Those who wag moral fingers at people picking up food-bank packages in $30k machines must be dismissed at once.
Those who wag moral fingers at people picking up food-bank packages in $30k machines must be dismissed at once. Mario Tama / GETTY IMAGES

It is not enough to say the conservatives are opposed to the lockdowns and to social distancing because such restrictions kill more businesses than they saves lives. The necroeconomics critique that's supposed to explode their position can only be flawed because it fails to switch or relocate the terrain of the confrontation with its object, an orthodox or conventional understanding of the economy. Those who defend the economy still get to say what it is: jobs for hardworking people, growth for prosperity, endless opportunities for those who have a "can do" attitude.

The leftist (center and radical) critique never departs from this orthodox conception of the economy. As a consequence, leftists are always stuck concocting solutions that, true, do help reduce suffering (e.g. raising the minimum wage and so on) but only at the price of validating (rather than discrediting) a system that has in essence (or upon rigorous examination) no real justification for the way it defines and distributes wealth.

Those who want to, say, strengthen the rights of workers do accept that the economy we are in has some direct connection with reality. The activities of men and women serving food or building homes or chauffeuring people with the assistance of an app are a part of the real economy. It is only bankers who are wicked—a reading of capitalism that's not without its great dangers (check out the rise of Nazi Germany). Those bankers, they say, extract wealth from the economy by fictitious means: asset inflation, state-authorized stock price manipulations such as quantitative easing, and so on. But this kind of thinking is wrong from top to bottom.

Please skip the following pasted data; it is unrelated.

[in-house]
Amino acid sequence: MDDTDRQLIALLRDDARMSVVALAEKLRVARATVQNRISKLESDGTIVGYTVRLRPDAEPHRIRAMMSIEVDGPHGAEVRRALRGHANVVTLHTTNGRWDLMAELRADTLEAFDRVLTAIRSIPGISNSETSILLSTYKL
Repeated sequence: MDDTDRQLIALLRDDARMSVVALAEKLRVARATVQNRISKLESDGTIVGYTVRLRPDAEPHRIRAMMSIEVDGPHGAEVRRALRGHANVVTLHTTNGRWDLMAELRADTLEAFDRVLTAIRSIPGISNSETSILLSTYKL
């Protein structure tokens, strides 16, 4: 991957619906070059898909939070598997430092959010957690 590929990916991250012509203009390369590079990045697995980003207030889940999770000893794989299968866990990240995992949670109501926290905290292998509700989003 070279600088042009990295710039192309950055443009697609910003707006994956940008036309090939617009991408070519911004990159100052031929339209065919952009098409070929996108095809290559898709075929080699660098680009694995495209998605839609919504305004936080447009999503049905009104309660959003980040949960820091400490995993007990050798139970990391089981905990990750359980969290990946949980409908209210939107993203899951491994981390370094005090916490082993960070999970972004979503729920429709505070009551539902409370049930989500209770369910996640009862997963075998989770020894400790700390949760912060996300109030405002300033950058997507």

The real economy is not that real in itself, a fact that has been recently made evident by the long lines of cars at food banks. You can own a car in the US, but you may not have enough food to eat (the really real economy). This situation has nothing to do with bad consumer choices—eat first, car later. Nothing of the kind. Those who wag moral fingers at people picking up food-bank packages in $30K machines must be dismissed at once. Our society is built in this way. For many, a car is needed to get to work and to maintain some form of cultural normalcy.

If we remove the economy as it is conventionally understood, then we can finally come to understand the meaning of the meltdown that happened on CNBC this morning.


I'm surprised that oldish man did not have a life-finishing seizure on live TV. But what got him into such a state? What is wrong with wearing masks? What's the big deal about being careful and imposing temporary social rules that save lives? The answer is found in J.G. Ballard's 2000 novel, Super-Cannes.

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Now I'm going to do the work's plot an injustice by describing it as about a group of elite professionals who find relief from beating up homeless people and deviants in the area of their gated community. But this description, I think, gets to its dark core, which is also the core of the society we live in.

The fact of the matter is if you reduce what is often considered the real economy to a fiction, then you can see that those who are about to be evicted—or who are living on the street, or in RVs, or begging for change—are not really experiencing poverty in any sense that nature can confirm. They are simply getting their lives smashed and crushed by those who, by the authority of their culture (capitalism), have the power to do so. This is the violence that our economy obviously thrives on. It really needs and feeds on these scenes of misery: the suffering in Pioneer Square, the people freezing in tents, the hunger, the humiliation, the smells, the mental destruction. But the pandemic threatens to normalize a social form that in fact reduces the daily violence imposed on the needy.

A public health policy that hopes to have lasting results in the fight against a pandemic must remove the fiction of poverty and expose the poor as really social and biological beings. It is this exposure that is resisted by almost all on the right. It is this exposure that sent the development of a vaccine into warp speed. For many (too many) in our society, the idea of an economy without poverty is like the end of the world.